YEREVAN, Armenia — Armenia’s prime minister on Wednesday urged citizens to sign up as military volunteers to help defend the country amid the conflict with Azerbaijan over the disputed territory of Nagorno-Karabakh as intense fighting has raged for a fourth week with no sign of abating.
Speaking in a live video address on Facebook, Nikol Pashinian said that all Armenians must “take up arms and defend the Motherland” and urged local mayors to organize volunteer units.
Nagorno-Karabakh lies within Azerbaijan but has been under the control of ethnic Armenian forces backed by Armenia since a war there ended in 1994. The current fighting that started on Sept. 27 marks the biggest escalation in the conflict since the war’s end.
Two Russia-brokered cease-fires frayed immediately after entering force, and the warring parties have continued to exchange blows with heavy artillery, rockets and drones.
According to Nagorno-Karabakh officials, 834 of their troops have been killed since Sept. 27, along with more than 30 civilians. Azerbaijan hasn’t disclosed its military losses, but says 63 civilians have died so far and 292 have been wounded.
Azerbaijan’s President Ilham Aliyev said that to end hostilities, the Armenian forces must withdraw from Nagorno-Karabakh. He has insisted that Azerbaijan has the right to reclaim its territory by force after nearly three decades of international mediation have yielded no progress.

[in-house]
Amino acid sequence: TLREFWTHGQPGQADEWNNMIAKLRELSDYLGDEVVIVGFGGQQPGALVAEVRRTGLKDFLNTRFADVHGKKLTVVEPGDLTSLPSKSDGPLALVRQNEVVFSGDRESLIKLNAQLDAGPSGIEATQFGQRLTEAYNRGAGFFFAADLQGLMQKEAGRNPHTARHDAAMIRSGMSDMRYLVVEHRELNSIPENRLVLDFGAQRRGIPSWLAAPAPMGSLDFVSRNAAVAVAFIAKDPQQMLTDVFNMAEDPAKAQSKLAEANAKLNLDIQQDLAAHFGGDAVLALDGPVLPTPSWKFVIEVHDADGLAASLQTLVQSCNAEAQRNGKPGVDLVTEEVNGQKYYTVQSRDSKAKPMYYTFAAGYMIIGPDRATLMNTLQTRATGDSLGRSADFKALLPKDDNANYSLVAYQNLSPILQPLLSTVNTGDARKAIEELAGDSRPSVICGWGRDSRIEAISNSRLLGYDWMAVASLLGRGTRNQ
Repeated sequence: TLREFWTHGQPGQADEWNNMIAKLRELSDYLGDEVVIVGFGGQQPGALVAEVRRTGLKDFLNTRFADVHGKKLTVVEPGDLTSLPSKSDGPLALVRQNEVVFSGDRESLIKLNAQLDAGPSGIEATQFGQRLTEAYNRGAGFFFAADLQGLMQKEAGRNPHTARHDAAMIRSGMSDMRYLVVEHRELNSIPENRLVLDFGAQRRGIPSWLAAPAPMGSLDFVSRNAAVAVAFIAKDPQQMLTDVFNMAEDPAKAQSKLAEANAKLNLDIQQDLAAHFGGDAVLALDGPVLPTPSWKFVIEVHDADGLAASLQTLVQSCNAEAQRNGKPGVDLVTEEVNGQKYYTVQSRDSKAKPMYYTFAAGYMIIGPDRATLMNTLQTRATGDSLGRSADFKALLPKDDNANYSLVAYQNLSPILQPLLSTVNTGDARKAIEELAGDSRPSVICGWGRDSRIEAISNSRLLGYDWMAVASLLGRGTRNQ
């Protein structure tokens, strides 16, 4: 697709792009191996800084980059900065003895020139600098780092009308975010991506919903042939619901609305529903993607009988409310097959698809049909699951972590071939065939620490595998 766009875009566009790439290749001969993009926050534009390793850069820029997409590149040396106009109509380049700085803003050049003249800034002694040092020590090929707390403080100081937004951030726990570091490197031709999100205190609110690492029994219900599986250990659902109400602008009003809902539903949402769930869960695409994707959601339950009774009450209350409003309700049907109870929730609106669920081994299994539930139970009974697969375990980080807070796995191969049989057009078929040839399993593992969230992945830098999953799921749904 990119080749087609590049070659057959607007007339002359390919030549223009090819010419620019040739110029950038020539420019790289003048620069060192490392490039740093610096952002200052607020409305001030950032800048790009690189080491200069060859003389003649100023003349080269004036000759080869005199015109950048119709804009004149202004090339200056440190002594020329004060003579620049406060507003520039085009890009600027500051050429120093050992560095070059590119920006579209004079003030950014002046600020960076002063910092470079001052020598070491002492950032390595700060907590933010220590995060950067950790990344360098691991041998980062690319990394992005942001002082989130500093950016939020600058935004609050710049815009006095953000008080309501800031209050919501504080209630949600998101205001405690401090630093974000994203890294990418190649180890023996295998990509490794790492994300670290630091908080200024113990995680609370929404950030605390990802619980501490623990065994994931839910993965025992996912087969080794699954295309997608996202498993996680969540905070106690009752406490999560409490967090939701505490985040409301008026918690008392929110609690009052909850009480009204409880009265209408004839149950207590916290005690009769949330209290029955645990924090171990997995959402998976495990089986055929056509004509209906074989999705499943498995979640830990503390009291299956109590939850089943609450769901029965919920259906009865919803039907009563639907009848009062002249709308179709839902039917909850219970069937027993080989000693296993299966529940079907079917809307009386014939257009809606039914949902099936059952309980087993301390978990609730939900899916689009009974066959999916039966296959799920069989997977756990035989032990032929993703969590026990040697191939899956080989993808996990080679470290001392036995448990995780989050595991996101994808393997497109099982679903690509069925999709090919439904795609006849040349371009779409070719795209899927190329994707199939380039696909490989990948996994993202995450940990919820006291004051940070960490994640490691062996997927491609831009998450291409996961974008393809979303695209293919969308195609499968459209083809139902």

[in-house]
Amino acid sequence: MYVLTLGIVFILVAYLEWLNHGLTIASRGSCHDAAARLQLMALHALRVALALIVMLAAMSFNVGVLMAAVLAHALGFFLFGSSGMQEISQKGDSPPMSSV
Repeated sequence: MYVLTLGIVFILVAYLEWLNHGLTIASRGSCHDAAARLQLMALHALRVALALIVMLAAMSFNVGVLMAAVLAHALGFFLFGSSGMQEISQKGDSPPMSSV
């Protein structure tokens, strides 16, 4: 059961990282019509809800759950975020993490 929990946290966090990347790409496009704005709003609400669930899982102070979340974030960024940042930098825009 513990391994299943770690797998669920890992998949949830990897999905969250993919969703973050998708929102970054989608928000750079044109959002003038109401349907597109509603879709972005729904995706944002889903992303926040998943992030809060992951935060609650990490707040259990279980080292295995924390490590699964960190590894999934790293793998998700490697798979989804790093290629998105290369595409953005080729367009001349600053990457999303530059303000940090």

Russia, the U.S. and France co-chair the so-called Minsk Group, set up by the Organization for Security and Cooperation in Europe in the 1990s to mediate the conflict.
After two failed attempts to broker a truce, Russian Foreign Minister Sergey Lavrov hosted his counterparts from Armenia and Azerbaijan for another round of separate talks on Wednesday. The Russian Foreign Ministry said the talks focused on “urgent issues related to the previously reached cease-fire agreements.”
On Friday, the Armenian and Azerbaijani foreign ministers are scheduled to meet with U.S. Secretary of State Mike Pompeo in Washington. Last week Pompeo said Washington was making diplomatic efforts to help achieve a sustainable settlement to the conflict and called on both countries to “implement their agreed-upon commitments to a cease-fire.”
Associated Press writers Vladimir Isachenkov in Moscow and Aida Sultanova in London contributed to this report.